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 From:  Morten (RUMLAB)
3447.1 
Hi all.

I'm trying to combined several helices, but one thing is troubleling me:

When a helix with few turns are made, it looses tangency to the start and end radial circle (see att.)

Why is this?

Morten
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 From:  steve (STEVE_HOME)
3447.2 In reply to 3447.1 
Hi Morten,

If I understand your question correctly, then neither of those 2d Helix are actually tangent. The more turns you have, then the more it will appear to be tangent, but no tangency is made due to the way the 2d Helix moves in/out from the actual circle.

To help show that. I have drawn 2 circles and placed an Helix, the first with 3 turns, the second with one turn.



The circles are in blue. The Helix in black. The green lines are tangent to the circle at the intersection of the circle/helix. The red lines are tangent to the helix at that same intersection.


- Steve

EDITED: 4 Apr 2010 by STEVE_HOME

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 From:  Michael Gibson
3447.3 In reply to 3447.1 
Hi Morten,

> Why is this?

The technical reason is that a helix or spiral is not able to be represented with a 100% exact NURBS curve unlike a circle or an ellipse for example.

So because of that the helix is created through a kind of approximation and fitting process.

It looks like there may be a bug in that special helix fitting process that gets magnified when you have only 1 turn, I'll take a look at that.

- Michael
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 From:  Michael Gibson
3447.4 In reply to 3447.1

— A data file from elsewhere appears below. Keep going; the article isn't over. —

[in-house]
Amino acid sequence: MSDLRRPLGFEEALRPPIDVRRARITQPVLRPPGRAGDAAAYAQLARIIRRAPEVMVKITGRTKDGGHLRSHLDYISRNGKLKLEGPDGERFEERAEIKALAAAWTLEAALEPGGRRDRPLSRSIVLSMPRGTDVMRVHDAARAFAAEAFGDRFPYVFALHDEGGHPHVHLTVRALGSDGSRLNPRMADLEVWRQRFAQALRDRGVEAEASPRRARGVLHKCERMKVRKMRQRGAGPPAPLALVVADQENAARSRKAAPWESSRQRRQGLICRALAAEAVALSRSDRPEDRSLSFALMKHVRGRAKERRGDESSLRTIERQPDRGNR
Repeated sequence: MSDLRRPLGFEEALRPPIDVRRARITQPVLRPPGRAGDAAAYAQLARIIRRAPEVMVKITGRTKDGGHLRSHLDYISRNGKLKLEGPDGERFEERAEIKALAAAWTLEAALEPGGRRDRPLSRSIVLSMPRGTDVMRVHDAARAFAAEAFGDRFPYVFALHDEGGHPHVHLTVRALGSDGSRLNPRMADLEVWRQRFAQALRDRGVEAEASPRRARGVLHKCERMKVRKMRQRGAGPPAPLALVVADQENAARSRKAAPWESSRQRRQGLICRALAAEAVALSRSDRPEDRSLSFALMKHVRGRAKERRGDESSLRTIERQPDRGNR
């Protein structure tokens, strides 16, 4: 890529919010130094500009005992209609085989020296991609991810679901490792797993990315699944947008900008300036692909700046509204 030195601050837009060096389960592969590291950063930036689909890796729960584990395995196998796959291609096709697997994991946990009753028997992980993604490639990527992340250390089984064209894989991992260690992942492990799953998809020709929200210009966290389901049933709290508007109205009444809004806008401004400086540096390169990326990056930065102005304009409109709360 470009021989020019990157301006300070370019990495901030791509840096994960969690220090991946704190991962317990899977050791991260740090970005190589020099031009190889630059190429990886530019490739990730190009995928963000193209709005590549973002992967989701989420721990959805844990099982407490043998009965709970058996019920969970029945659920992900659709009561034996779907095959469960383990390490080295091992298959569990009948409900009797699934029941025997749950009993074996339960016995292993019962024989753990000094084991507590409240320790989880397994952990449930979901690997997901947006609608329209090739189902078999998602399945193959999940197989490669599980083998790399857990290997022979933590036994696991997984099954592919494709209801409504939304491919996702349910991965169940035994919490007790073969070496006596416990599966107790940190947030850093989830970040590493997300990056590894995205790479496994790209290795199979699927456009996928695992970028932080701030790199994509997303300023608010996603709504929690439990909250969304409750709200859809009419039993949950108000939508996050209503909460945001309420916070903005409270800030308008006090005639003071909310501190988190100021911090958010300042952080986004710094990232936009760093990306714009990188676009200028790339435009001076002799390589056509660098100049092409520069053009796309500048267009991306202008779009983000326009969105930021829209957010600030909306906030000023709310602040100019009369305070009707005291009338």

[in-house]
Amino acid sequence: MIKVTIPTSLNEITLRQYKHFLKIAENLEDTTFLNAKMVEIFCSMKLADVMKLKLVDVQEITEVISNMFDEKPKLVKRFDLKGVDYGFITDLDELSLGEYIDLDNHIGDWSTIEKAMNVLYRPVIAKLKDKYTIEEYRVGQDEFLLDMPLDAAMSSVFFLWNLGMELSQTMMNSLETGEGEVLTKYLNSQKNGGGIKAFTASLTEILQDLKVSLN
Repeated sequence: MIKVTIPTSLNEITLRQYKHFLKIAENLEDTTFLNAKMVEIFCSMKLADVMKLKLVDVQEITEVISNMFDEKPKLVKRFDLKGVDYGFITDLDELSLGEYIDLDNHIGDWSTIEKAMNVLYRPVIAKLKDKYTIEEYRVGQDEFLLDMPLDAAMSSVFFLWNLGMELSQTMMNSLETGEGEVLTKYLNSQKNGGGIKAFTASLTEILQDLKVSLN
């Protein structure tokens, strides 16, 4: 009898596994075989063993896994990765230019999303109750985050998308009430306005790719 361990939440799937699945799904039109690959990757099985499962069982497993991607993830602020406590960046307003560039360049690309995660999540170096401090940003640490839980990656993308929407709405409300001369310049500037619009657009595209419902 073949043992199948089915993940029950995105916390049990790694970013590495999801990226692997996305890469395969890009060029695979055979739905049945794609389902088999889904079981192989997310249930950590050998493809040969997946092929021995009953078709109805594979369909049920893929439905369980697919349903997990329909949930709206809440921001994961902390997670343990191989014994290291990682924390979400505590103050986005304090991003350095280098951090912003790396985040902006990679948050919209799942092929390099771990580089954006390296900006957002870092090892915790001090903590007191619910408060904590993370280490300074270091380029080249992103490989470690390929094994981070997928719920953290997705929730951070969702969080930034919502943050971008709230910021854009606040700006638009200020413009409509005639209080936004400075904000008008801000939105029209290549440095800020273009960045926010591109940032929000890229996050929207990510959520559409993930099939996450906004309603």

Hi Morten, so looking into this more, the previous answer I gave is not correct.

Although it is true that the spiral/helix goes through a kind of fitting process, the end tangents of the fitted curve are being specified precisely, and it is the correct result to not have a tangent that agrees with a circle when you have a spiral like that.

It's not supposed to match a circle's tangent, even at the end because the spiral's shape is continuously shrinking and morphing to a different size, like Steve mentions above.

It would only have the same tangent as a circle if it behaved the same as a circle in the immediate vicinity of the endpoints. But a circle does not have the continuously shrinking aspect to it while the spiral does - any movement from the end of the spiral, no matter how small, results in a point that is not at the same radius as the start point. So that also means it does not have the same kind of tangent as a circle would at that point. The spiral is by its nature a sloped kind of shape, so it produces a sloped tangent as well.

I also tested this with Rhino and got the same result as well, just to verify that it was how the end tangents of a spiral was expected to be formed and not something unique to MoI.

So if you want to have different end tangents than what you are getting with a sprial, that means you actually don't want an actual spiral shape or at least not of that kind that is being produced there.


You may want to do something more with a freeform drawn curve with control points instead.

Maybe you could show a sketch of the kind of end result that you're looking for.


- Michael
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 From:  Michael Gibson
3447.5 In reply to 3447.2 
Hi Morten, also as Steve mentioned above, when you use more turns, the sloping nature of the spiral is distributed over a wider area and ends begin to resemble a circle more closely in its starting tangent.

But it will still have a sloping aspect to it and not be identical to a circle tangent at the start and end.

- Michael
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 From:  Michael Gibson
3447.6 In reply to 3447.1 
Hi Morten, just one more note - the kind of spiral that MoI is producing is this one here:

http://en.wikipedia.org/wiki/Archimedean_spiral